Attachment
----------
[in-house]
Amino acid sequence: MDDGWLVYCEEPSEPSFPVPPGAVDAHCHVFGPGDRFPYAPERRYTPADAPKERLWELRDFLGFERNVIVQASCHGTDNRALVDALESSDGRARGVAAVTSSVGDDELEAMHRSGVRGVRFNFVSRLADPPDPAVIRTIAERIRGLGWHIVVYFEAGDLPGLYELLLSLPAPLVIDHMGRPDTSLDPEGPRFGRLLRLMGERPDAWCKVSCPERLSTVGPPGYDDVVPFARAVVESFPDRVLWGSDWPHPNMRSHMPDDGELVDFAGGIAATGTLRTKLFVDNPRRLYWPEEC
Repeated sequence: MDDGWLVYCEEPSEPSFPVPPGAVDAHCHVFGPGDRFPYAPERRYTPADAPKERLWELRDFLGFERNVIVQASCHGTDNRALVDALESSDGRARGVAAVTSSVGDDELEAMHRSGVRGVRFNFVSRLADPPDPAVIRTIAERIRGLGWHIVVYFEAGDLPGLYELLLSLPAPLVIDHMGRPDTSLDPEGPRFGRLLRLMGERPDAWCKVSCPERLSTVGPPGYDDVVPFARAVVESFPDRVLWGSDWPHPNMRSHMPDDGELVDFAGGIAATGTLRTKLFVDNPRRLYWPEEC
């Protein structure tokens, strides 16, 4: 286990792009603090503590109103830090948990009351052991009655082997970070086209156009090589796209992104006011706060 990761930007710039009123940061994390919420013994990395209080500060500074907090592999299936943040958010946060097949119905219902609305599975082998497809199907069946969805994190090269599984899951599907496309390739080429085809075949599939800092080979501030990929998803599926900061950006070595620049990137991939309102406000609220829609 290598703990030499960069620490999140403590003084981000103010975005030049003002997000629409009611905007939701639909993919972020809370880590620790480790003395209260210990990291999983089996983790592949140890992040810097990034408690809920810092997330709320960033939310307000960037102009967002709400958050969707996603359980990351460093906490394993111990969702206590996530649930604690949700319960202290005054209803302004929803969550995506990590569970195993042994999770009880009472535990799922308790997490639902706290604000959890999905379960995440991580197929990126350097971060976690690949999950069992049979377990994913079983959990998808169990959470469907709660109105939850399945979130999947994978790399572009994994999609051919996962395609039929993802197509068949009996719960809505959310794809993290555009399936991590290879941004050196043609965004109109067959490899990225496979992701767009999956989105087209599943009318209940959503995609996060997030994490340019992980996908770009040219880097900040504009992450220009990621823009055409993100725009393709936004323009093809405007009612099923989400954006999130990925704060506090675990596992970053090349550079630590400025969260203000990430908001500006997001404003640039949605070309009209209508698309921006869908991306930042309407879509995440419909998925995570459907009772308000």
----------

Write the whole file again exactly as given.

[in-house]
Amino acid sequence: MDDGWLVYCEEPSEPSFPVPPGAVDAHCHVFGPGDRFPYAPERRYTPADAPKERLWELRDFLGFERNVIVQASCHGTDNRALVDALESSDGRARGVAAVTSSVGDDELEAMHRSGVRGVRFNFVSRLADPPDPAVIRTIAERIRGLGWHIVVYFEAGDLPGLYELLLSLPAPLVIDHMGRPDTSLDPEGPRFGRLLRLMGERPDAWCKVSCPERLSTVGPPGYDDVVPFARAVVESFPDRVLWGSDWPHPNMRSHMPDDGELVDFAGGIAATGTLRTKLFVDNPRRLYWPEEC
Repeated sequence: MDDGWLVYCEEPSEPSFPVPPGAVDAHCHVFGPGDRFPYAPERRYTPADAPKERLWELRDFLGFERNVIVQASCHGTDNRALVDALESSDGRARGVAAVTSSVGDDELEAMHRSGVRGVRFNFVSRLADPPDPAVIRTIAERIRGLGWHIVVYFEAGDLPGLYELLLSLPAPLVIDHMGRPDTSLDPEGPRFGRLLRLMGERPDAWCKVSCPERLSTVGPPGYDDVVPFARAVVESFPDRVLWGSDWPHPNMRSHMPDDGELVDFAGGIAATGTLRTKLFVDNPRRLYWPEEC
């Protein structure tokens, strides 16, 4: 286990792009603090503590109103830090948990009351052991009655082997970070086209156009090589796209992104006011706060 990761930007710039009123940061994390919420013994990395209080500060500074907090592999299936943040958010946060097949119905219902609305599975082998497809199907069946969805994190090269599984899951599907496309390739080429085809075949599939800092080979501030990929998803599926900061950006070595620049990137991939309102406000609220829609 290598703990030499960069620490999140403590003084981000103010975005030049003002997000629409009611905007939701639909993919972020809370880590620790480790003395209260210990990291999983089996983790592949140890992040810097990034408690809920810092997330709320960033939310307000960037102009967002709400958050969707996603359980990351460093906490394993111990969702206590996530649930604690949700319960202290005054209803302004929803969550995506990590569970195993042994999770009880009472535990799922308790997490639902706290604000959890999905379960995440991580197929990126350097971060976690690949999950069992049979377990994913079983959990998808169990959470469907709660109105939850399945979130999947994978790399572009994994999609051919996962395609039929993802197509068949009996719960809505959310794809993290555009399936991590290879941004050196043609965004109109067959490899990225496979992701767009999956989105087209599943009318209940959503995609996060997030994490340019992980996908770009040219880097900040504009992450220009990621823009055409993100725009393709936004323009093809405007009612099923989400954006999130990925704060506090675990596992970053090349550079630590400025969260203000990430908001500006997001404003640039949605070309009209209508698309921006869908991306930042309407879509995440419909998925995570459907009772308000």